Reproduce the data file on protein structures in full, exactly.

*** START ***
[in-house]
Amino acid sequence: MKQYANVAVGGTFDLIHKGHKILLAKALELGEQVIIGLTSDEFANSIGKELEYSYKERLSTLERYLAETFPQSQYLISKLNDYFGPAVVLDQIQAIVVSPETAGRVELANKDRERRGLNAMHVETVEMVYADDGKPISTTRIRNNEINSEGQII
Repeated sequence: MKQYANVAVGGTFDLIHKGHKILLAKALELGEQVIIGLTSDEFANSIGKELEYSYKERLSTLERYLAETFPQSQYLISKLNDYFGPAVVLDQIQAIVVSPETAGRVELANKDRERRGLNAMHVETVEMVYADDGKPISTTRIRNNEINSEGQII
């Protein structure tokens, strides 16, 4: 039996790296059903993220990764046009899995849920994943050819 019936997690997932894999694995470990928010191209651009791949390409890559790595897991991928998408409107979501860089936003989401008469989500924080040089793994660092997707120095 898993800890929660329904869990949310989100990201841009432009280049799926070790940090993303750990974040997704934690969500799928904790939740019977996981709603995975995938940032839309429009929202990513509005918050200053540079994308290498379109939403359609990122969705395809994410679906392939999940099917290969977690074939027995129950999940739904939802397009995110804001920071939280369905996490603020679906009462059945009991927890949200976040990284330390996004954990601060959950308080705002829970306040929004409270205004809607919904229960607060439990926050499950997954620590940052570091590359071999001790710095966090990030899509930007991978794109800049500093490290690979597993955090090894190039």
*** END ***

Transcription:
[in-house]
Amino acid sequence: MKQYANVAVGGTFDLIHKGHKILLAKALELGEQVIIGLTSDEFANSIGKELEYSYKERLSTLERYLAETFPQSQYLISKLNDYFGPAVVLDQIQAIVVSPETAGRVELANKDRERRGLNAMHVETVEMVYADDGKPISTTRIRNNEINSEGQII
Repeated sequence: MKQYANVAVGGTFDLIHKGHKILLAKALELGEQVIIGLTSDEFANSIGKELEYSYKERLSTLERYLAETFPQSQYLISKLNDYFGPAVVLDQIQAIVVSPETAGRVELANKDRERRGLNAMHVETVEMVYADDGKPISTTRIRNNEINSEGQII
């Protein structure tokens, strides 16, 4: 039996790296059903993220990764046009899995849920994943050819 019936997690997932894999694995470990928010191209651009791949390409890559790595897991991928998408409107979501860089936003989401008469989500924080040089793994660092997707120095 898993800890929660329904869990949310989100990201841009432009280049799926070790940090993303750990974040997704934690969500799928904790939740019977996981709603995975995938940032839309429009929202990513509005918050200053540079994308290498379109939403359609990122969705395809994410679906392939999940099917290969977690074939027995129950999940739904939802397009995110804001920071939280369905996490603020679906009462059945009991927890949200976040990284330390996004954990601060959950308080705002829970306040929004409270205004809607919904229960607060439990926050499950997954620590940052570091590359071999001790710095966090990030899509930007991978794109800049500093490290690979597993955090090894190039």